Lasers employ three mechanisms capable of damaging retinal tissue: thermal, photochemical, and mechanical. Thermal photocoagulation is typically the mode of action of lasers used in the clinic for panretinal photocoagulation, such as argon and krypton lasers. The energy from these lasers is transferred to the pigment of a cell, and a resulting rapid increase in temperature causes protein denaturation and cell death. Photochemical damage occurs when a laser’s optical radiation causes phototoxic chemical reactions, again resulting in cell death. The same type of damage is seen from solar retinopathy or exposure to arc welding. Mechanical damage may occur when a laser’s energy absorption takes place over a short pulse duration and there is creation of a plasma and water vaporization, leading to tissue disruption. Nd:YAG lasers use the mechanism of mechanical disruption in the treatment of certain ocular conditions.
Distinguishing POINTERS FROM ‘HANDHELDS’
The American National Standards Institute (ANSI) is the body that regulates lasers manufactured and sold in the United States. ANSI requires that lasers marketed and sold as “laser pointers” be in class 3A, which encompasses lasers of 1 to 5 mW or less of power. This means a laser pointer can have a maximum power of 5 mW and a wavelength between 400 and 700 nm. The US Food and Drug Administration (FDA) describes class 3A lasers as being hazardous if the beam is viewed directly, even momentarily.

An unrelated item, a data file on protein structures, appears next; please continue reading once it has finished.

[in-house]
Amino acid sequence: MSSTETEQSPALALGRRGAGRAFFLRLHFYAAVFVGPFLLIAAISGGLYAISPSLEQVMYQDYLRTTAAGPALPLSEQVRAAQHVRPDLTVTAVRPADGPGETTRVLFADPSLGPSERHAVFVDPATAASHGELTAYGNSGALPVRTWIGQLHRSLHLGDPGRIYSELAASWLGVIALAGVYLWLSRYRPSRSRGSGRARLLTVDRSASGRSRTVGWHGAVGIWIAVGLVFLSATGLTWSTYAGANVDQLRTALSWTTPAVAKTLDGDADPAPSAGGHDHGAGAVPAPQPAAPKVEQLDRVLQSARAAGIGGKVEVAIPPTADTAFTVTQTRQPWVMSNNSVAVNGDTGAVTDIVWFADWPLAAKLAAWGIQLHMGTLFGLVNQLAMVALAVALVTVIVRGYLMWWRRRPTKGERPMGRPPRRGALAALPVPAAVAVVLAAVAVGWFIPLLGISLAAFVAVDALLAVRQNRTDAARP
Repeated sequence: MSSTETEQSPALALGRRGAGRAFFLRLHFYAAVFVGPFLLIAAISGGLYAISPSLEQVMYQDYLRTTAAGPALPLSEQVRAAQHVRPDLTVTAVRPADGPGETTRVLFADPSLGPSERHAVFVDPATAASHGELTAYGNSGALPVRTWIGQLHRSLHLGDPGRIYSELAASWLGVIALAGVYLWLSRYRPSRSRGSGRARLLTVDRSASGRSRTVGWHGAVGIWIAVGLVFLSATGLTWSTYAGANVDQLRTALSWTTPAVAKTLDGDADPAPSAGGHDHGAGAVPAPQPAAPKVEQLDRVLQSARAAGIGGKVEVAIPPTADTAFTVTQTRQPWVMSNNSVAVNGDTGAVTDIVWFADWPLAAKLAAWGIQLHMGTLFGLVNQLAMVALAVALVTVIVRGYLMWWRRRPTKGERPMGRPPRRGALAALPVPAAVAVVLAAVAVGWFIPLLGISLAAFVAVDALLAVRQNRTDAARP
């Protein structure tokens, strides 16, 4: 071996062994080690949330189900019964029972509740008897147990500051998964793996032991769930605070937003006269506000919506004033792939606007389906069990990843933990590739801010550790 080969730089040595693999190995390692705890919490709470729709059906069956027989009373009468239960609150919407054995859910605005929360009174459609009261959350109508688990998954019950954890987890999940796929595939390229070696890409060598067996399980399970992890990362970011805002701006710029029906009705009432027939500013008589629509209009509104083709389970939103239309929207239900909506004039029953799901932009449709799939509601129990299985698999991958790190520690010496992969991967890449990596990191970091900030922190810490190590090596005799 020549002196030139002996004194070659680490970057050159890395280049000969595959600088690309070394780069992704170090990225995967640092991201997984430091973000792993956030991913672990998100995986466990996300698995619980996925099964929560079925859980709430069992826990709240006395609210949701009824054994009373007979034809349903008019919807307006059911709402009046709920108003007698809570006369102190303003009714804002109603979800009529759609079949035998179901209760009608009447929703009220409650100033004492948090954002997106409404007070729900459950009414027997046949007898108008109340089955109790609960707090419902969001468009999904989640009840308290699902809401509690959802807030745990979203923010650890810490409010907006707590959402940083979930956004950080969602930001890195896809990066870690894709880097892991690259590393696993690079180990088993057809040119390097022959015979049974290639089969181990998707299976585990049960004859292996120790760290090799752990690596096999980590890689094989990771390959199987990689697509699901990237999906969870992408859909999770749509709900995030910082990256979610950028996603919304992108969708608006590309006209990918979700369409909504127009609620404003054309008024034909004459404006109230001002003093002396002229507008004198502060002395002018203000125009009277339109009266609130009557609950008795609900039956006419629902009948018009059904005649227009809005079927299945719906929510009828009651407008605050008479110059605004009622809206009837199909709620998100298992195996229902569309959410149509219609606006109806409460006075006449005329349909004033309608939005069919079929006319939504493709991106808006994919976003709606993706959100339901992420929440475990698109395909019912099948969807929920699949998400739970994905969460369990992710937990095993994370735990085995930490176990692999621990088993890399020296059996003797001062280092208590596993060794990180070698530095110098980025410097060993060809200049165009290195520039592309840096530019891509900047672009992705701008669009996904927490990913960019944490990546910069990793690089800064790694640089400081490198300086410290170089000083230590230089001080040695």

Another category, “handheld” lasers, can be more powerful: either class 3B (5-500 mW) or class 4 (> 500 mW), and these lasers may cause immediate skin and eye hazard when viewed directly, according to the FDA.
In other words, any laser with a power greater than 5 mW has the potential to immediately and negatively impact vision when viewed directly. Unfortunately, “handheld” lasers greater than 5 mW are readily available through websites from distributors in Asia. A Google search for “high-powered laser pointer” returns many websites selling so-called “laser pointers” rated at up to 2000 mW of power. This is 400 times more powerful than a 5-mW laser, the FDA’s top limit for laser pointers. A 2000-mW laser is capable of popping a balloon or melting plastic from up to 50 feet away.
Also unfortunate is that high-powered class 3B handheld lasers can look identical to laser pointers of less than 5 mW of power. It may therefore be impossible for parents to understand the dangers a laser poses to their children. That is, of course, unless they understand what the power listed on the device signifies, which most parents—and most physicians, for that matter—do not. Some of the most powerful handheld lasers resemble weapons and are required to come with a key switch to activate the laser, but many class 3B lasers come without a key switch and resemble any laser pointer used in a classroom.